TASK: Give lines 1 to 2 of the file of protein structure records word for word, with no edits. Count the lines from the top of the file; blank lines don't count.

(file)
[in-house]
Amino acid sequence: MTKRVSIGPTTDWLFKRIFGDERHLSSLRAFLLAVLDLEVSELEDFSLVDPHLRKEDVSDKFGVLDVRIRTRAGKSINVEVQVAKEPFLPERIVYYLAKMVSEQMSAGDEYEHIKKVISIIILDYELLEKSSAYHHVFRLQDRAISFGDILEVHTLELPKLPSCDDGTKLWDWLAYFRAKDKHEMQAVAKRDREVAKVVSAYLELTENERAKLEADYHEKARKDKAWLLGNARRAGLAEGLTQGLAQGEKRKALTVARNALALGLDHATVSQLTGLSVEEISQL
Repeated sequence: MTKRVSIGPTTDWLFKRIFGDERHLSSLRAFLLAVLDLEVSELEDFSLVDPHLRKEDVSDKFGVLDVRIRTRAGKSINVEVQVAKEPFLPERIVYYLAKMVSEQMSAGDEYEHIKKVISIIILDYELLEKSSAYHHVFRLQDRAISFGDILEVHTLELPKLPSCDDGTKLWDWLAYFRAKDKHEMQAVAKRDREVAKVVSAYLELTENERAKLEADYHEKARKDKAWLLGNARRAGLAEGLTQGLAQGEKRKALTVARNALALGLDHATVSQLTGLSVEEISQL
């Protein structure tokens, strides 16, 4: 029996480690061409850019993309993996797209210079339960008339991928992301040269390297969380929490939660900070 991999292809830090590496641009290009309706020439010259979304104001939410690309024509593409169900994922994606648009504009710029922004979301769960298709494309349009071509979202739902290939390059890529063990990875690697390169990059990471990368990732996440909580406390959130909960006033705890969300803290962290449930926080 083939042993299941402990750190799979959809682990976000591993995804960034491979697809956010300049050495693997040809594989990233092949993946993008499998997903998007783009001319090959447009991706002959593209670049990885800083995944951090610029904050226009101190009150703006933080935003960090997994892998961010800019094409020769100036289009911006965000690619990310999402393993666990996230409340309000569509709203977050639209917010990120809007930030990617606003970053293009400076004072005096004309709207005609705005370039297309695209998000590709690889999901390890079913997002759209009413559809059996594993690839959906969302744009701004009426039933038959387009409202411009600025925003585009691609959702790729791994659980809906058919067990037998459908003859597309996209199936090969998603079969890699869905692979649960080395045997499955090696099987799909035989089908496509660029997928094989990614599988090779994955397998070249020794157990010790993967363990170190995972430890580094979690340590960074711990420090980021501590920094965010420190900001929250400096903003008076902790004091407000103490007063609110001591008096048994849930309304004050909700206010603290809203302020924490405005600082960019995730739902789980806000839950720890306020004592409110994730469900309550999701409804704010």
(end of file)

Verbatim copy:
[in-house]
Amino acid sequence: MTKRVSIGPTTDWLFKRIFGDERHLSSLRAFLLAVLDLEVSELEDFSLVDPHLRKEDVSDKFGVLDVRIRTRAGKSINVEVQVAKEPFLPERIVYYLAKMVSEQMSAGDEYEHIKKVISIIILDYELLEKSSAYHHVFRLQDRAISFGDILEVHTLELPKLPSCDDGTKLWDWLAYFRAKDKHEMQAVAKRDREVAKVVSAYLELTENERAKLEADYHEKARKDKAWLLGNARRAGLAEGLTQGLAQGEKRKALTVARNALALGLDHATVSQLTGLSVEEISQL